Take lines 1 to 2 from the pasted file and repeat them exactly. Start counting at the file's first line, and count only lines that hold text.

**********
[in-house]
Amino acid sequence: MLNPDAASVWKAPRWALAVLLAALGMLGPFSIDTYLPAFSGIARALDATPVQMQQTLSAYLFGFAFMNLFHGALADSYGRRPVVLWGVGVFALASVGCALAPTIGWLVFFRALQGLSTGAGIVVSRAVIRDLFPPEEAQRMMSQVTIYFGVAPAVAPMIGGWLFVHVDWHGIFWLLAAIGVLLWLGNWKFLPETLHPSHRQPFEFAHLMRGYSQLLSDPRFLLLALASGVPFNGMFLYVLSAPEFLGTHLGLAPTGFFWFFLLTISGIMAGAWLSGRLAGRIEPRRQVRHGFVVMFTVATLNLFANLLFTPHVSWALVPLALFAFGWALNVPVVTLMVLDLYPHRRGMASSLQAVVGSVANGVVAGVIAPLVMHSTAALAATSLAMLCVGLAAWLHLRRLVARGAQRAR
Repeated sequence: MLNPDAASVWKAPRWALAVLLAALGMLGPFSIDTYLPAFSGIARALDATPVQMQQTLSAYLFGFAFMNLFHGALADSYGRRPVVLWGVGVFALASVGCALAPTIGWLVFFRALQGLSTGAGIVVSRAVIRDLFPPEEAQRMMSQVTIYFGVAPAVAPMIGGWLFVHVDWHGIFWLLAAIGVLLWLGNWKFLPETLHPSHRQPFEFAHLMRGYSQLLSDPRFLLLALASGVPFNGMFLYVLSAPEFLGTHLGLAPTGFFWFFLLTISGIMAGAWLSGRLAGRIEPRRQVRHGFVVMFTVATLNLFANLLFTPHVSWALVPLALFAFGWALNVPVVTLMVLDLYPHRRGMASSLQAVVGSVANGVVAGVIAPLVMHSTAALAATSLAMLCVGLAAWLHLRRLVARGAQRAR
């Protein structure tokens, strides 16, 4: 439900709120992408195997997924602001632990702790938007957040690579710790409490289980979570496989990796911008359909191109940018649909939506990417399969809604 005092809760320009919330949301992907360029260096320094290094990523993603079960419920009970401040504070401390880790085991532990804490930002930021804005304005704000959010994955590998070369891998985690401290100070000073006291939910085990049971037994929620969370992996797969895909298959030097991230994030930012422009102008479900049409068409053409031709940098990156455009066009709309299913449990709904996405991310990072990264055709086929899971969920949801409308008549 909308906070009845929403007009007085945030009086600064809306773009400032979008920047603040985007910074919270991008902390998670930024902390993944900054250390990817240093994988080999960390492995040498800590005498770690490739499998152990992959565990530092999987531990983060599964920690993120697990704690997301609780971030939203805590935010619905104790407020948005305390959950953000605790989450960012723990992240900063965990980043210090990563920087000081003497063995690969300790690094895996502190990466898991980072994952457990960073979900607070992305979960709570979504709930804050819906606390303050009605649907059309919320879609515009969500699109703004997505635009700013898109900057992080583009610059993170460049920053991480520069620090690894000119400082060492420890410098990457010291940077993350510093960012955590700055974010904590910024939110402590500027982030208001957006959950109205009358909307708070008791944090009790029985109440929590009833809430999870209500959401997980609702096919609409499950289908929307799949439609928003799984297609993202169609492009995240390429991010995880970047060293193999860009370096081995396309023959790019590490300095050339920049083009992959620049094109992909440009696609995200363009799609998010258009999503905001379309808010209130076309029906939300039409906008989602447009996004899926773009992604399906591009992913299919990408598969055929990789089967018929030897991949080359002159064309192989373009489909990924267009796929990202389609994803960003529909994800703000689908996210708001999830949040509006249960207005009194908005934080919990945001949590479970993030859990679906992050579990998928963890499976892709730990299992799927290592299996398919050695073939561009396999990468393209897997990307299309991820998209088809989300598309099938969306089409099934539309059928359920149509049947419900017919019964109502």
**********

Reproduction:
[in-house]
Amino acid sequence: MLNPDAASVWKAPRWALAVLLAALGMLGPFSIDTYLPAFSGIARALDATPVQMQQTLSAYLFGFAFMNLFHGALADSYGRRPVVLWGVGVFALASVGCALAPTIGWLVFFRALQGLSTGAGIVVSRAVIRDLFPPEEAQRMMSQVTIYFGVAPAVAPMIGGWLFVHVDWHGIFWLLAAIGVLLWLGNWKFLPETLHPSHRQPFEFAHLMRGYSQLLSDPRFLLLALASGVPFNGMFLYVLSAPEFLGTHLGLAPTGFFWFFLLTISGIMAGAWLSGRLAGRIEPRRQVRHGFVVMFTVATLNLFANLLFTPHVSWALVPLALFAFGWALNVPVVTLMVLDLYPHRRGMASSLQAVVGSVANGVVAGVIAPLVMHSTAALAATSLAMLCVGLAAWLHLRRLVARGAQRAR